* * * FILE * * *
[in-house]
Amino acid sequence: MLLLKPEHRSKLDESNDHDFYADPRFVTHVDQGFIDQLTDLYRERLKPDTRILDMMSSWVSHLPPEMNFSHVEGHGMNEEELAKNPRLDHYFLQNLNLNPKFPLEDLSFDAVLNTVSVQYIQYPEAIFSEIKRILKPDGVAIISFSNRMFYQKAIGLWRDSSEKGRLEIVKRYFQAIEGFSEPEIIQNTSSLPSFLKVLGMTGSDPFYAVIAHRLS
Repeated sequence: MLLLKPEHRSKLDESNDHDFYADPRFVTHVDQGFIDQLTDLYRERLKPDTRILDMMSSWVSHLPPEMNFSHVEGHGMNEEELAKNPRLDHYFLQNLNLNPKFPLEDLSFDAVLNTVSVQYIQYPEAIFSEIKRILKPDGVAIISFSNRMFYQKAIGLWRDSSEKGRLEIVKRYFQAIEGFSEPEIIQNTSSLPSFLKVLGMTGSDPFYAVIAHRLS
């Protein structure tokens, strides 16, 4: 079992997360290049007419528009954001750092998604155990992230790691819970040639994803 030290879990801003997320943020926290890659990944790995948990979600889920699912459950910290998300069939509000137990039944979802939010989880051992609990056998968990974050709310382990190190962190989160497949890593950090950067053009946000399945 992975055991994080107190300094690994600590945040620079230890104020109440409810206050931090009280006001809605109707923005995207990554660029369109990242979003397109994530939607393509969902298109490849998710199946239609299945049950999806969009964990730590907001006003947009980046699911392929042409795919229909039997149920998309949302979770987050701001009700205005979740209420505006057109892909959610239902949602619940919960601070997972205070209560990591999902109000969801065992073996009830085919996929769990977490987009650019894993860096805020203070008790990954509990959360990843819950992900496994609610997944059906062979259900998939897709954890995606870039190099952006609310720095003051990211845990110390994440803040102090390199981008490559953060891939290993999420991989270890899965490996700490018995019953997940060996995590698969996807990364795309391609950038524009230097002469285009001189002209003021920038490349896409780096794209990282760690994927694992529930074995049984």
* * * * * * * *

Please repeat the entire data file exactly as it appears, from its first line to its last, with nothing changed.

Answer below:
[in-house]
Amino acid sequence: MLLLKPEHRSKLDESNDHDFYADPRFVTHVDQGFIDQLTDLYRERLKPDTRILDMMSSWVSHLPPEMNFSHVEGHGMNEEELAKNPRLDHYFLQNLNLNPKFPLEDLSFDAVLNTVSVQYIQYPEAIFSEIKRILKPDGVAIISFSNRMFYQKAIGLWRDSSEKGRLEIVKRYFQAIEGFSEPEIIQNTSSLPSFLKVLGMTGSDPFYAVIAHRLS
Repeated sequence: MLLLKPEHRSKLDESNDHDFYADPRFVTHVDQGFIDQLTDLYRERLKPDTRILDMMSSWVSHLPPEMNFSHVEGHGMNEEELAKNPRLDHYFLQNLNLNPKFPLEDLSFDAVLNTVSVQYIQYPEAIFSEIKRILKPDGVAIISFSNRMFYQKAIGLWRDSSEKGRLEIVKRYFQAIEGFSEPEIIQNTSSLPSFLKVLGMTGSDPFYAVIAHRLS
């Protein structure tokens, strides 16, 4: 079992997360290049007419528009954001750092998604155990992230790691819970040639994803 030290879990801003997320943020926290890659990944790995948990979600889920699912459950910290998300069939509000137990039944979802939010989880051992609990056998968990974050709310382990190190962190989160497949890593950090950067053009946000399945 992975055991994080107190300094690994600590945040620079230890104020109440409810206050931090009280006001809605109707923005995207990554660029369109990242979003397109994530939607393509969902298109490849998710199946239609299945049950999806969009964990730590907001006003947009980046699911392929042409795919229909039997149920998309949302979770987050701001009700205005979740209420505006057109892909959610239902949602619940919960601070997972205070209560990591999902109000969801065992073996009830085919996929769990977490987009650019894993860096805020203070008790990954509990959360990843819950992900496994609610997944059906062979259900998939897709954890995606870039190099952006609310720095003051990211845990110390994440803040102090390199981008490559953060891939290993999420991989270890899965490996700490018995019953997940060996995590698969996807990364795309391609950038524009230097002469285009001189002209003021920038490349896409780096794209990282760690994927694992529930074995049984």